London: SPCK, 1929.
I HAVE often been asked how people coming from tropical climes could bear the rigours of extreme Arctic weather. It is really remarkable how human beings can accommodate themselves to various surroundings as they wander over the face of the earth. I have known men who came direct from the South Sea Islands and lived through the winter on board whale-ships at Herschel Island, who appeared to be just as much at home at forty or fifty degrees below zero as others who were accustomed to an Arctic climate all their lifetime.
This adaptability is also true of what we might call intellectual surroundings. Fifty-four years ago, when Mrs. Bompas first went with her husband from England to North-West Canada, comparatively little was known, either in North America or England, regarding the remote Northern regions. Few people realise even to-day the privations and loneliness Mrs. Bompas endured. Brought up and educated under refined surroundings in England and Italy, this woman of God was willing to spend, and be spent, in the Master's service, in isolated regions, among primitive and degraded Indians.
Frail in body though she was, her endurance and perseverance were remarkable. On the verge of starvation, she sometimes had to depend for food, from day to day, on the rabbit snare and the daily dole of the meagre fish net.
During the Bishop's long periods of absence from home while visiting his vast diocese, Mrs. Bompas carried on the missionary work as best she could with zeal and courage.
Bishop Bompas tried to spare his wife some of the hardships that he himself was so willing to endure, and he urged her, whenever possible, to visit friends in Eastern Canada and England. However, as soon as a sufficient excuse presented itself, Mrs. Bompas insisted on returning to her home in the North. Many and varied were her places of residence from the time she reached Fort Simpson on the Mackenzie River in 1874, till the summer of 1906 when we laid he husband's body to rest in the Indian cemetery over looking the lake at Car cross in Southern Yukon.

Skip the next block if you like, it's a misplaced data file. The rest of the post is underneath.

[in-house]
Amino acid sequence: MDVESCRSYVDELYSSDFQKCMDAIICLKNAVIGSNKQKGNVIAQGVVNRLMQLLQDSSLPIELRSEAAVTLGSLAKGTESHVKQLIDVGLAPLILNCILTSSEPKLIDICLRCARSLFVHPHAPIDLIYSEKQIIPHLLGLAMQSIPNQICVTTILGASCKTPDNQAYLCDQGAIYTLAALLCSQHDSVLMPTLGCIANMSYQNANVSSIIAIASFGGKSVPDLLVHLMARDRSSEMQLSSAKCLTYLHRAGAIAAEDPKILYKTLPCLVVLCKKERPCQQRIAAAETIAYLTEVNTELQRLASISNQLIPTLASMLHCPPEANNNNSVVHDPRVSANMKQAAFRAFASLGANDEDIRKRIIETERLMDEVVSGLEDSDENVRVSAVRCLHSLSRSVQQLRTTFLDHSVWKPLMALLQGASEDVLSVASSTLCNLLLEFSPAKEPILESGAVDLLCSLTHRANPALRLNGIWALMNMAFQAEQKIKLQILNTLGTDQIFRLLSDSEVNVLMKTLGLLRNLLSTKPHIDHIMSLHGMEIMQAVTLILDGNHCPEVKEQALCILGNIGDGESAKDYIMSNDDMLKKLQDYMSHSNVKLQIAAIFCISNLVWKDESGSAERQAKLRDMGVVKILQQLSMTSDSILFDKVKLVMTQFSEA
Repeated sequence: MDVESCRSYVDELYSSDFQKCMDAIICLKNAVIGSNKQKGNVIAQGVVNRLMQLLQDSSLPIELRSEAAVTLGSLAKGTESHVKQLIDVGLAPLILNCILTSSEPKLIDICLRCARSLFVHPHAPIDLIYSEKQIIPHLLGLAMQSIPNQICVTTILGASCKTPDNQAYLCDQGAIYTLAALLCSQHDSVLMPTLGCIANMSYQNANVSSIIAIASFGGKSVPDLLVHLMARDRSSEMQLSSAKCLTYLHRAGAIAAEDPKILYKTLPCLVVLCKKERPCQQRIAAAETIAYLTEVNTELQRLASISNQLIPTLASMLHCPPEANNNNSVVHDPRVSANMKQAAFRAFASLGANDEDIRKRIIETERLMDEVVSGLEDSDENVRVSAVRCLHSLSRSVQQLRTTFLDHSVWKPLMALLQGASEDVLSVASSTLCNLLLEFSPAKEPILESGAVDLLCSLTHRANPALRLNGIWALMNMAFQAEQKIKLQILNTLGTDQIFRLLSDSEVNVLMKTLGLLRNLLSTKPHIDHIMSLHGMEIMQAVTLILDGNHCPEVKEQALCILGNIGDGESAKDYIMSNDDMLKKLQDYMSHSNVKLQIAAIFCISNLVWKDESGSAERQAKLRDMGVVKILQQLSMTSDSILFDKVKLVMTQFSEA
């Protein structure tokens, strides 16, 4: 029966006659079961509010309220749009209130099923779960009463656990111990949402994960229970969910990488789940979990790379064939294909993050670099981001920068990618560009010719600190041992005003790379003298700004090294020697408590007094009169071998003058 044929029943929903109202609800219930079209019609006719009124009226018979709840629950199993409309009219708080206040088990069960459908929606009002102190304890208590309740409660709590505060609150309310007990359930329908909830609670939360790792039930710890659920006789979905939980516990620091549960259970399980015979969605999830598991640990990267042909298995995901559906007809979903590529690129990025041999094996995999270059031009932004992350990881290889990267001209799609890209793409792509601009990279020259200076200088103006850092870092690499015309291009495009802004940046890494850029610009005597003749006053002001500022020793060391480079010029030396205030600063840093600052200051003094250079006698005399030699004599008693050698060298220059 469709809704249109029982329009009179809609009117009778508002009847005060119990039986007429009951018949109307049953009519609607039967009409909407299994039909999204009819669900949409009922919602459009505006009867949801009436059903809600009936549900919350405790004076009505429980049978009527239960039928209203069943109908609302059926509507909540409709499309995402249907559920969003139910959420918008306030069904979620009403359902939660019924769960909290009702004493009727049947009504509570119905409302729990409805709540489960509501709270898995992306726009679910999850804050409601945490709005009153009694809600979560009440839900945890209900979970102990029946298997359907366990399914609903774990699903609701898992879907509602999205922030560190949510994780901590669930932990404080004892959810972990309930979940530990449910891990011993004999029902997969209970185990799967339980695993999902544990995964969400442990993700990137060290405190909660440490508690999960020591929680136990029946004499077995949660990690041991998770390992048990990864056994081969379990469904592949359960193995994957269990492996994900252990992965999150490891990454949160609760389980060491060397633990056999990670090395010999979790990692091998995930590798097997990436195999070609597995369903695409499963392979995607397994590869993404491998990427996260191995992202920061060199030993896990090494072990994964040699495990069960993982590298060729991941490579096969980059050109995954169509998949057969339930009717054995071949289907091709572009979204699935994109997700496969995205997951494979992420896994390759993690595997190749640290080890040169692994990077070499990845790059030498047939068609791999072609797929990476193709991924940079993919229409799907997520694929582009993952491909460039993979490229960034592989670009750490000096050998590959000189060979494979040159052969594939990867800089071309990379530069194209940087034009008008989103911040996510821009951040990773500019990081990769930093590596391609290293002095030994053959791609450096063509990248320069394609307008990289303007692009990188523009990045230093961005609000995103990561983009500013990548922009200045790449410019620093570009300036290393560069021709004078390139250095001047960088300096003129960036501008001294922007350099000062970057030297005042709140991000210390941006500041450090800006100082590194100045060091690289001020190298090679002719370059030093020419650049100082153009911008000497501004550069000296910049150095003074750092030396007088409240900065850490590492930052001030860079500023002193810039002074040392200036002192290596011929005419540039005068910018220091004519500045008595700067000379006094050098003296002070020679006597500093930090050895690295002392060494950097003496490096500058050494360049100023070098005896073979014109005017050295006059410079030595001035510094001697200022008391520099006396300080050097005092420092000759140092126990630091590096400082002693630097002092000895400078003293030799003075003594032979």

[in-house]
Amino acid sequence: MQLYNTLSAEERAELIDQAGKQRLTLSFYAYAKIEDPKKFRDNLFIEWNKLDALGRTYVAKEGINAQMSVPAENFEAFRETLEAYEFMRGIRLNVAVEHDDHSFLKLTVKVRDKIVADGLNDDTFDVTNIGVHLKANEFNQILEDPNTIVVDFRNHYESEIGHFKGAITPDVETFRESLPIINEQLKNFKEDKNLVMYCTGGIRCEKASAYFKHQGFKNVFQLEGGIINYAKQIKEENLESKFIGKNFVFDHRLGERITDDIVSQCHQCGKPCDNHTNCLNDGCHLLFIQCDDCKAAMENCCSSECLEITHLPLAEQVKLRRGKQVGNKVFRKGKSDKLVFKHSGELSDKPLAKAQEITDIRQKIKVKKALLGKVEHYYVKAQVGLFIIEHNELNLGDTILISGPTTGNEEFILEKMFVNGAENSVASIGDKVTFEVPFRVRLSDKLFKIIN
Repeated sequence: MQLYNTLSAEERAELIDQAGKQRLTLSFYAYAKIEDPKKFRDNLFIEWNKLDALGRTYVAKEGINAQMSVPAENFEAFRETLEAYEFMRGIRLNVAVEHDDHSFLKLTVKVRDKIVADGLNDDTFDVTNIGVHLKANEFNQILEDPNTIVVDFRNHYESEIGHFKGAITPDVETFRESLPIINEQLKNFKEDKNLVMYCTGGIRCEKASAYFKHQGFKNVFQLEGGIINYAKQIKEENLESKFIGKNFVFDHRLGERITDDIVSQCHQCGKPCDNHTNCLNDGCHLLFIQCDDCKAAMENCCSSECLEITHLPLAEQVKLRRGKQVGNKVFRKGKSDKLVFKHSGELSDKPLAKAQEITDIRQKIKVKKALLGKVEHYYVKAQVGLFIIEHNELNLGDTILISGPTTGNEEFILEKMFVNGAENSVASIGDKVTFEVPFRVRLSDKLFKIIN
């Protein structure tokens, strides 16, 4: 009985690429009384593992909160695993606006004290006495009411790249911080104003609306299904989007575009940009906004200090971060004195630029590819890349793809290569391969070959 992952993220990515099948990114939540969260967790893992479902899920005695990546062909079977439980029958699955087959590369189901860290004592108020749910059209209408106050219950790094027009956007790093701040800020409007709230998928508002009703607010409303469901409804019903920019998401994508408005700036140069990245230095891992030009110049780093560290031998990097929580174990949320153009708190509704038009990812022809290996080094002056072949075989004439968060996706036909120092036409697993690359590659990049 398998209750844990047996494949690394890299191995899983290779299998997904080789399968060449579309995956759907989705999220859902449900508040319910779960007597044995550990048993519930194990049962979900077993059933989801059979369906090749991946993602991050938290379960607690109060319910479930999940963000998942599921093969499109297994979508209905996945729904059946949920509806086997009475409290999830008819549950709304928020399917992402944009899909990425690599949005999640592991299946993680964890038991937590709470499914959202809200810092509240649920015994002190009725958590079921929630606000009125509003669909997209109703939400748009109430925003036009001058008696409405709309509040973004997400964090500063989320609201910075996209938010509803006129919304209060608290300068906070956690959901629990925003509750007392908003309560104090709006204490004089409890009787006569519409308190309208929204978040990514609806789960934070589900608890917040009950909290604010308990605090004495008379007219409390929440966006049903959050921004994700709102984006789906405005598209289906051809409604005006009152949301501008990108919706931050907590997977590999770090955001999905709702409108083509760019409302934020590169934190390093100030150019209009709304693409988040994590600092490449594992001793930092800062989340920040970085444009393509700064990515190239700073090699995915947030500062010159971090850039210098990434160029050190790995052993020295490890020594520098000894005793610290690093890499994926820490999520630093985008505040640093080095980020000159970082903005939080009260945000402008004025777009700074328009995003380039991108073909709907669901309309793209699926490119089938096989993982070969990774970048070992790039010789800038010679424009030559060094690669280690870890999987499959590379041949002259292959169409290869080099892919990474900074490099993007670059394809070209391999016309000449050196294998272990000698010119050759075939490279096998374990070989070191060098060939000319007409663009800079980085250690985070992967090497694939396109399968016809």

Very little has been preserved concerning the lit and work of the early Northern pioneers. It is a great satisfaction, therefore, to know that through Mrs. Archer's enthusiasm and devotion, these memoirs, obtained through the kind assistance of Mrs. Bompas's relatives and others, are to be published in book form. I am sure the unembellished record of some of Mrs. Bompas's experiences, given in her own words, will be of intense interest, not only to her many friends, but to the public at large. We should be thankful to have thus preserved for posterity, at least the partial records of the daily life of one of the heroines of the Church—one of the Saints of God.
I. O. STRINGER, BISHOP OF YUKON.
Commissary and Administrator of the Diocese of Mackenzie River.
DAWSON, YUKON, CANADA.